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CREATE STICKY FAITH AT HOME

CREATE STICKY FAITH AT HOME

fullsizeoutput_5028What can parents or grandparents do to help teenagers have faith that lasts a lifetime?

The Lifelong Faith Journal edition titled, Parents & Faith Formation, provides several suggestions. I’ve listed a few below from the articles as well as added a few of my own. Think about which ones may be relevant to your setting.

  1. Share verbally about their own faith journeys. Stop lecturing kids or interviewing them; instead, share organically about your own faith. Use time in the car, recent current events, or dinner discussions as a chance to share how your own faith is growing, or ways that your faith impacts your everyday life. Include both a sense of your present religious experiences and insights as well as highlights of your faith journey in the past.
  2. Ask their children who they will turn to when they have doubts. Doubt in and of itself isn’t toxic; it’s unexpressed doubt that turns toxic. Giving permission for independent thought leads to stickier faith.
  3. Connect their sons and daughters to at least five caring adults. Kids need to develop a strong personal identity for faith to stick and community helps do just that. One of the greatest gifts a parent or grandparent can give a loved one is a web of support to catch them when they fall and keep them connected to faith for the long haul. Think of ways to engage extended family, neighbors, friends, coaches and teachers to mentor and encourage your children and youth. Other adults are often able to speak to them in ways you cannot as the parent.
  4. Reinforce that their faith is bigger than any moral failure or mistake. Young people tend to view their faith as a list of behaviors. A faith that sticks is one that is based not primarily on behaviors, but on inner life change.
  5. Talk to high school juniors and seniors now about life after college. Only one in seven youth group graduates felt their faith was ready for what they faced after high school. As part of practical discussions on issues such as managing money and time, help high schoolers find a faith community to engage with at college and how to make wise decisions that will impact the rest of their lives.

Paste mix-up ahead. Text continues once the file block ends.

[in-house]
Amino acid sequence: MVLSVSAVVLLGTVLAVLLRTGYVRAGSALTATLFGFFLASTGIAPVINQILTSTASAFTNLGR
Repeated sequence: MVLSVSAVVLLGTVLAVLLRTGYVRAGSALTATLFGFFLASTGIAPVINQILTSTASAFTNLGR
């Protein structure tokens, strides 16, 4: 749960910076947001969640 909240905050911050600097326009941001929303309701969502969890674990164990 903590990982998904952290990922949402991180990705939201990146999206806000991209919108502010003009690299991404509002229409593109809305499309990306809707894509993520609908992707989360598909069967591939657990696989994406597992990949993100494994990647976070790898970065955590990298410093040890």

6. Don’t let distance deter you from building sticky networks of support.  With Skype, FaceTime, Facebook, texting and more, there are so many ways to stay connected from afar.  Send a “picture of the day/week” to a young person.  Text your favorite Bible passage or describe how God used you recently to be a blessing to others.
  7. Don’t underestimate the power of the pen. Thoughtfully written cards often become lifelong keepsakes for young people. I frequently send my kids postcards from distant locations that are filled with words of blessing, affirmations and hope.
  8. Use “on the go” activities to deepen relationships and form faith.  Some of my best conversations with my kids have been when we’re boating, on a bike trip, or walking the golf course. The conversations seem to flow more naturally for me in these settings.

Faith formation research indicates that parents and grand parents are usually the most important spiritual influence in their kids’ lives. According to Search Institute’s nationwide study, 12% of youth have a regular dialog with their mom on faith/life issues. In other words, one out of eight kids talks with their mom about their faith. It’s far lower for dads. One out of twenty, or 5%, of kids have regular faith/life conversations with their dad. Less than one out of ten teenagers looks at Scripture with their parents. When it comes to matters of faith, mum’s usually the word at home.

What might you do in your own home to increase the frequency and level of interaction with your family members?  Who will you include as part of your extended family? seeking to be a source of joy, hope and blessings?  How might you help others model a sticky faith for young people?

 

Some Toughts (3)

  1. added on 28 Apr, 2014
    Reply

    I like the idea of helping them find a faith community while they are away at college. By making it a part of their preparations for going away and working with them, it creates both ownership by them and a feeling that they are not on their own.

  2. Tracey Harris
    added on 28 Apr, 2014
    Reply

    Casual conversation is the most athentic to youth. Especially conversation on the move. You only get short bursts but they are often very meaningful.

  3. Jeremy Force
    added on 3 May, 2014
    Reply

    For my family, we have to work at our faith at times, because I work for the church and we as a family spend vast amounts of time at church, we do not always want to bring it home with us. With that being said, we do try to focus on the faith side of living our lives faithfully everyday. We talk about simple things like, how would you respond to a person in need, or how can we (you) make decisions through the lens of your faith, rather than society tendencies.

    We do not have extended family that is close or involved in our lives, so we count on friends as part of our families network of support. They participate in our lives many times like family members, so sometimes you just have to look at things differently.

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